Trying to be social without alcohol is rather isolating. In part it’s so hard because most social activities, whether it’s catching up with your girlfriends all the way to going on dates almost always include alcohol. You can participate if you’re not drinking, but you’ll always feel some level of awkwardness in the best case scenario, or feel outright left out in a worst case scenario
Days are really long without alcohol. Like really, really long. I can’t explain it, but time flashes by so quickly when you’re drinking. The mixture of waking up later in the mornign combined with the evening haze makes the days feel so much shorter. I didn’t miss waking up with a shameover - that horrible anxious pit in your stomach mixed with an all around body ache that makes you question why you even continue to put yourself through this. I didn’t wake up with headaches and my mind felt clear. My body genuinely did feel better and my workouts improved. But wow, the days were infinitely long. This is both a blessing and a curse.
Which brings me to the hard part … my life felt so empty and slow. That’s depressing to write because alcohol doesn’t actually fill your life with joy. But I’d read accounts of other people who had taken time away from drinking and they said that they found unbelievable freedom to go and do exactly what they wanted to do. Many of them said they had abundant energy and actually felt closer to themselves than they had ever been because they filled their life with hobbies! Books! Fitness! Yeah, I did those things, but the aforementioned long days mixed with socially feeling distant from people led me into a period of lethargy that I’m still crawling my way out of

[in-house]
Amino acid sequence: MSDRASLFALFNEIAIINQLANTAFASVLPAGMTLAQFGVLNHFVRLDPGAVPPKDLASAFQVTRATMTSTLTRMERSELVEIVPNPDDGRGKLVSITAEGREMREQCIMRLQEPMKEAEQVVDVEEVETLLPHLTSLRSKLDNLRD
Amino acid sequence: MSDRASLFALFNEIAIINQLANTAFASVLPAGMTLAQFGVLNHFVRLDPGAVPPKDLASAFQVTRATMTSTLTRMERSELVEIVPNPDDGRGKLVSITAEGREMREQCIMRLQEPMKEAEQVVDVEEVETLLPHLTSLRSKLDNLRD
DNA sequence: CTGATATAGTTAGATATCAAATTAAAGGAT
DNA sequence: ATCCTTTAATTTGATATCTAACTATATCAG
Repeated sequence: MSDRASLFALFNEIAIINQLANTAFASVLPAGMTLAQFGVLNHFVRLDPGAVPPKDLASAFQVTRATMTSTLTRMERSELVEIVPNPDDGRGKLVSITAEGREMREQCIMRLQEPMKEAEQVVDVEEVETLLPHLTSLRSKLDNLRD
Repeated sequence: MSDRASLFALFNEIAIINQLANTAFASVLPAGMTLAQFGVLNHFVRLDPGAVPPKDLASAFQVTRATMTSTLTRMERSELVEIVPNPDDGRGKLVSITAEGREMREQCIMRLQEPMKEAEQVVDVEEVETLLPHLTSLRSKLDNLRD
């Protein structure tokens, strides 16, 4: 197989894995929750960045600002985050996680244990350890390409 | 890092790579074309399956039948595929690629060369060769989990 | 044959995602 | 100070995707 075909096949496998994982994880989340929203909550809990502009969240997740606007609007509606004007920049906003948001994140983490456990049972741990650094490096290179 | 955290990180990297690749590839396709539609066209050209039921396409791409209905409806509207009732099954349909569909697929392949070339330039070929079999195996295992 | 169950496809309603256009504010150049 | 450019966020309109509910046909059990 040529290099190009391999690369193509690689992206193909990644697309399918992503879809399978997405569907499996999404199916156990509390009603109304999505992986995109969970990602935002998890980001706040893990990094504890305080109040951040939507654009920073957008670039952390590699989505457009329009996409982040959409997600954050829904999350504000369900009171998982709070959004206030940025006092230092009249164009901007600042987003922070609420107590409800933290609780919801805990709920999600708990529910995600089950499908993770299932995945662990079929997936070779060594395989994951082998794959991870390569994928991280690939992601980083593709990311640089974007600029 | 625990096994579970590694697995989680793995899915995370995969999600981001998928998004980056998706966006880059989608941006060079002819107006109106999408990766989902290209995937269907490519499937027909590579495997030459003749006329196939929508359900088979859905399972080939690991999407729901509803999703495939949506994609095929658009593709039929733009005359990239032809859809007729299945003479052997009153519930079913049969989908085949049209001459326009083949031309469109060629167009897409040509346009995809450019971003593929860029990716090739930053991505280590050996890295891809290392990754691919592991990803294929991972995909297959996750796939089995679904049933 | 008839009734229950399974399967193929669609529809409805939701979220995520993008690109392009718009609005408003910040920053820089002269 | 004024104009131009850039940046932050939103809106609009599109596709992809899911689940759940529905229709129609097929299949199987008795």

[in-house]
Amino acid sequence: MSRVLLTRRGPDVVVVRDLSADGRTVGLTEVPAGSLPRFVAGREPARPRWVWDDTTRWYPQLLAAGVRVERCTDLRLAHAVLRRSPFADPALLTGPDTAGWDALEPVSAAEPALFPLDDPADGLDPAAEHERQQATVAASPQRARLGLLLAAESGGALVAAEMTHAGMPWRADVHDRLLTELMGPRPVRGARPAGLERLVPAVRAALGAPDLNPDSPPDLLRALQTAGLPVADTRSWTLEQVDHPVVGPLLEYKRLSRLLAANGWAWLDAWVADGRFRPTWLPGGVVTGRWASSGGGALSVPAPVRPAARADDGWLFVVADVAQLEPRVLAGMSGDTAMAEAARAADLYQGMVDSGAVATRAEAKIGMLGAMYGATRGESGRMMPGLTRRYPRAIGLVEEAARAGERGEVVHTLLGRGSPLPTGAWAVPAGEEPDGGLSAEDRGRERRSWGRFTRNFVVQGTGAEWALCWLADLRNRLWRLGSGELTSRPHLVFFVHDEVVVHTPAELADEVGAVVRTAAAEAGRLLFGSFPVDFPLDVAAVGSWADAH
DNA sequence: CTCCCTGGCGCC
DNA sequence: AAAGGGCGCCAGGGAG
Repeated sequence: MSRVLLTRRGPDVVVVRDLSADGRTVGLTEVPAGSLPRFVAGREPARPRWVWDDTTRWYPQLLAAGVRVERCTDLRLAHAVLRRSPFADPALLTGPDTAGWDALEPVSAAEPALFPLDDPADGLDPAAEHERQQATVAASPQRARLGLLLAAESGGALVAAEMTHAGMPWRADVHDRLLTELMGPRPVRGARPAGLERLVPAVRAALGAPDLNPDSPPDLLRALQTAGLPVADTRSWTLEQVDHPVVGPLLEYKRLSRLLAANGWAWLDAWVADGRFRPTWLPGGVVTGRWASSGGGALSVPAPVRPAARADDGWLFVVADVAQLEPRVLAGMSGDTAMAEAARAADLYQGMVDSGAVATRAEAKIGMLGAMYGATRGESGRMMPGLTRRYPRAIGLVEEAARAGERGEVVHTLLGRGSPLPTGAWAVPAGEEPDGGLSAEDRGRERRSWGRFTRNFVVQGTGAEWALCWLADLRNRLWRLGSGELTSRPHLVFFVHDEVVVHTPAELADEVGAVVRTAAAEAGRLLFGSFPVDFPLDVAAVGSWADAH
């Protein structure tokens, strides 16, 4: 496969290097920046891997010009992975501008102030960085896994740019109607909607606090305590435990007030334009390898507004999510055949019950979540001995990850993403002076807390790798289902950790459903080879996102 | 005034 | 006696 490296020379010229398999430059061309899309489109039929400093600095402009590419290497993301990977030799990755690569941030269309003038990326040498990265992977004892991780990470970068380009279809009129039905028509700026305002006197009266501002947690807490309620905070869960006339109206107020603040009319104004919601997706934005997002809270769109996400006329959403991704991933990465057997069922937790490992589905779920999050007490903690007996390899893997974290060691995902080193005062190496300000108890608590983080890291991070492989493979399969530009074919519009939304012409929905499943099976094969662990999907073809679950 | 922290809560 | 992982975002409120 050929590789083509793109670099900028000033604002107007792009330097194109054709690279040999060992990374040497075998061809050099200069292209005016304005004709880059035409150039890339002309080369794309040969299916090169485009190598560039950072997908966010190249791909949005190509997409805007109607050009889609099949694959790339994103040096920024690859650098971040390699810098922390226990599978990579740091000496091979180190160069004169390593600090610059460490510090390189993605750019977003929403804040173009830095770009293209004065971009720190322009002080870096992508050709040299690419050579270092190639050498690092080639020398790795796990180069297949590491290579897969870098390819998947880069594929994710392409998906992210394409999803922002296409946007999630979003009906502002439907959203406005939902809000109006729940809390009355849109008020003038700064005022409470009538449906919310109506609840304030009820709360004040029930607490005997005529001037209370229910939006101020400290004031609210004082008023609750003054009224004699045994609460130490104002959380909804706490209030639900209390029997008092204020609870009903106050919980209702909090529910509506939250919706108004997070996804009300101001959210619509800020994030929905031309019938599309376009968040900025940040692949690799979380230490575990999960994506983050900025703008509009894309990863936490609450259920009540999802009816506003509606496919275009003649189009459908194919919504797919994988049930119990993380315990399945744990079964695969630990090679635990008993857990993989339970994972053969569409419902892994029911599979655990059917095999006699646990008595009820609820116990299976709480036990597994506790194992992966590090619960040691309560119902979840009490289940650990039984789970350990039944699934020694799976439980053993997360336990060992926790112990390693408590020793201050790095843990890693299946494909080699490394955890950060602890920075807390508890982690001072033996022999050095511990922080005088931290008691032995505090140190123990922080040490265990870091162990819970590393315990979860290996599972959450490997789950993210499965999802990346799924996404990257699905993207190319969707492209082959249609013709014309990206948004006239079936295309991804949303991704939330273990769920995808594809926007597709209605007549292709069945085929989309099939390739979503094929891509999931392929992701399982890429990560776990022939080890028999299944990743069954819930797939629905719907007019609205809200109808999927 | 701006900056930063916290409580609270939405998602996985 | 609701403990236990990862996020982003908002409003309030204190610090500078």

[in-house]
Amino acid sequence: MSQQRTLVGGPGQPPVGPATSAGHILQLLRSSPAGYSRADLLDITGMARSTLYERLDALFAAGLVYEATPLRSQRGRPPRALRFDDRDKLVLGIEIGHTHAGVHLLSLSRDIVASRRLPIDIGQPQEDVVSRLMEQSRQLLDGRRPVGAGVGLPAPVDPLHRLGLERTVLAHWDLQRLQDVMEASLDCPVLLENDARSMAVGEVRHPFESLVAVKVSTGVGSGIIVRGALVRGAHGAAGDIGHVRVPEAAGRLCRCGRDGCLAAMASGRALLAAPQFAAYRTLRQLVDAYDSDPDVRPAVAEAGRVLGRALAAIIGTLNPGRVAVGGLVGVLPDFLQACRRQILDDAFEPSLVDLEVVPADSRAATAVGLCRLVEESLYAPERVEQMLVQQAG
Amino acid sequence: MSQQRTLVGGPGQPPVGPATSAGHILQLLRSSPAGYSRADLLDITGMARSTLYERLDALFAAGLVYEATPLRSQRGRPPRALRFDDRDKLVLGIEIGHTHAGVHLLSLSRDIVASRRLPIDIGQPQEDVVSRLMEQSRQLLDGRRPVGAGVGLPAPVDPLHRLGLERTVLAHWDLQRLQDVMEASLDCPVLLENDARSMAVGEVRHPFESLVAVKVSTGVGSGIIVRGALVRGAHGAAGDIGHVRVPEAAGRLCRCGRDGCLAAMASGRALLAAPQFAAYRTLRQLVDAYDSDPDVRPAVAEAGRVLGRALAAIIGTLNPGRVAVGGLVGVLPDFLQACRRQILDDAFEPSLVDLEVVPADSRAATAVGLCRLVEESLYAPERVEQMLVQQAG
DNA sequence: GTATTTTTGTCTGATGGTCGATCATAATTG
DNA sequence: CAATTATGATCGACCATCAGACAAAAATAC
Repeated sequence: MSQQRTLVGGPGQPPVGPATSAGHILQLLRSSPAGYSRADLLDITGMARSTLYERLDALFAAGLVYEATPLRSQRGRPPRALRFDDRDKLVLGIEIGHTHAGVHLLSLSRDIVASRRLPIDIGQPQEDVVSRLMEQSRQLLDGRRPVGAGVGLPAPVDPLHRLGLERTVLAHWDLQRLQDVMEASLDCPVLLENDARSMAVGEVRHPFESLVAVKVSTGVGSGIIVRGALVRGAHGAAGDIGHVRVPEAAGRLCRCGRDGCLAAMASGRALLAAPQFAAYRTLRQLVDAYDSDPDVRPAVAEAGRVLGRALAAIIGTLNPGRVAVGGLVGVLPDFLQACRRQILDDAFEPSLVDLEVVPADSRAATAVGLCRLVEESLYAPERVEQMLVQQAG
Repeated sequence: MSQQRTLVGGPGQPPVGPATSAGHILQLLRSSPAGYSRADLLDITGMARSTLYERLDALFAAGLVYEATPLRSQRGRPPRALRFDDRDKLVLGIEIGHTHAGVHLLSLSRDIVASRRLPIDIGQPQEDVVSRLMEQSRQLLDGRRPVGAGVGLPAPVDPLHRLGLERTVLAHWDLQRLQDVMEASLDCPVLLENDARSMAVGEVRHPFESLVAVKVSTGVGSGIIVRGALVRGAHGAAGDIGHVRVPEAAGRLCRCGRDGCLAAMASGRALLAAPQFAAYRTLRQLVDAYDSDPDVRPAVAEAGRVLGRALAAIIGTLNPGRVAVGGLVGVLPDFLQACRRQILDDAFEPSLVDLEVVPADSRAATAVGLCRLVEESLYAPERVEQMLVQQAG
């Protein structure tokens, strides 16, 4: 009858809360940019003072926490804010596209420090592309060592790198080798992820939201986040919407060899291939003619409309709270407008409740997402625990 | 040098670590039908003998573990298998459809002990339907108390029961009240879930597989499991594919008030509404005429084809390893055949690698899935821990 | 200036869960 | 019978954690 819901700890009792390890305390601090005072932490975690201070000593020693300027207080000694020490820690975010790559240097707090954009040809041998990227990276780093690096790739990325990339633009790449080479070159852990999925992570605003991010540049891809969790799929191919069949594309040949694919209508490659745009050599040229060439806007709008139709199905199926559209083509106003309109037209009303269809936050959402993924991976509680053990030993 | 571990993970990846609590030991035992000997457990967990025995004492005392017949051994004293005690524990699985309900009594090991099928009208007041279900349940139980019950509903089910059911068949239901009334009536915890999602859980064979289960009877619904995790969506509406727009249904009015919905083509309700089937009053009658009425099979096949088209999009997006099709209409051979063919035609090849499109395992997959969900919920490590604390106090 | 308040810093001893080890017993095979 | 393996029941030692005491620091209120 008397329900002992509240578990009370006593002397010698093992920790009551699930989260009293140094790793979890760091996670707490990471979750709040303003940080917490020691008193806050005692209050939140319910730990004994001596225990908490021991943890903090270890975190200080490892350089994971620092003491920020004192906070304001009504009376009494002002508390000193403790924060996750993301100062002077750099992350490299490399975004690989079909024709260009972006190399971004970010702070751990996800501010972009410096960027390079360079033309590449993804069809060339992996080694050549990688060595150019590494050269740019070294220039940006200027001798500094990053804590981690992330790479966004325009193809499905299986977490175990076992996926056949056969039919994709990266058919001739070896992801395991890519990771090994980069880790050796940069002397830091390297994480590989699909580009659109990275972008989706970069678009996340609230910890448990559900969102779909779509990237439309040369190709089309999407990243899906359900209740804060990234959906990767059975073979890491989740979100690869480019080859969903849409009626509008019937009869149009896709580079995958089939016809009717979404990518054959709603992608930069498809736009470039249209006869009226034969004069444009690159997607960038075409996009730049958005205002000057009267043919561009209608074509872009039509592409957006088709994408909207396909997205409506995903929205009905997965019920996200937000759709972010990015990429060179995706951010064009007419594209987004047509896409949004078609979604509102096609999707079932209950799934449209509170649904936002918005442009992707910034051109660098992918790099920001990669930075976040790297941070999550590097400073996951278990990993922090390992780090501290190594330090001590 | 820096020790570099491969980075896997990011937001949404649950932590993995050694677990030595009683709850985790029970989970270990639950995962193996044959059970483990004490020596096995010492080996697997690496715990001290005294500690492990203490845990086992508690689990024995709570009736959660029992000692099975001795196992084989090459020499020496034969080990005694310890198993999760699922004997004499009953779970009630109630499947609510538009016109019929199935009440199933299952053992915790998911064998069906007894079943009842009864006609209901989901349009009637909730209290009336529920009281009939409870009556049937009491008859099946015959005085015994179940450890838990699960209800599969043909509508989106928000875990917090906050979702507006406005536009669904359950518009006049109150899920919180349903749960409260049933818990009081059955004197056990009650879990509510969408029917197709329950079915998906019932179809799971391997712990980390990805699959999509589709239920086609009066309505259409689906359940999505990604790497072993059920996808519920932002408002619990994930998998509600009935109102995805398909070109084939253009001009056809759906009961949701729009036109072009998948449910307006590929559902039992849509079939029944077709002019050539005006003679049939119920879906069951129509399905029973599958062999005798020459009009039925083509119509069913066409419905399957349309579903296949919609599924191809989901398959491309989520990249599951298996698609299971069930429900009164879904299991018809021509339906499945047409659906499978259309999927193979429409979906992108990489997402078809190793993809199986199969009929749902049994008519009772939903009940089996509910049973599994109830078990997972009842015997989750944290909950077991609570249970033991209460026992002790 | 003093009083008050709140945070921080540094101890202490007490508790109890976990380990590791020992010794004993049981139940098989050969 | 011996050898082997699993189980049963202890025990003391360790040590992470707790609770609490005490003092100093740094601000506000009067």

All or nothing works, but also doesn’t work at all. Taking two months off drinking really gave me time to pause and get comfortable with how uncomfortable I felt socially. It’s not something I want to continue with though. I miss drinking. I miss sharing a bottle of wine with someone and belonging to something. I’m someone who works best in moderation - whether in my food or fitness routine or my alcohol habits. It was a great reset, but not how I want to live my life forever. I need to figure out what moderation looks like for me.
I still don’t have enough social time built into my life that doesn’t involve alcohol, and I need to work on that. It doesn’t help that the New York social scene is built around food and alcohol consumption, so removing one of those from the equation somehow really limits the social options. This is still something I want to work on though. Even though I’m drinking again, I want to put more effort into maintaining my friendships through a mixture of both sober and alcohol-inclusive activities. More moderation.
Like I said, I’m still navigating what my relationship to alcohol is going to be during my grand reentrance to the world. I did the whole not drinking thing and it didn’t magically solve all of my problems. I felt physically great, but it wasn’t the bandaid to getting totally comfortable and in tune with myself in the city. So I’m back in the game and so is the prosecco. What’s next beyond this is still unclear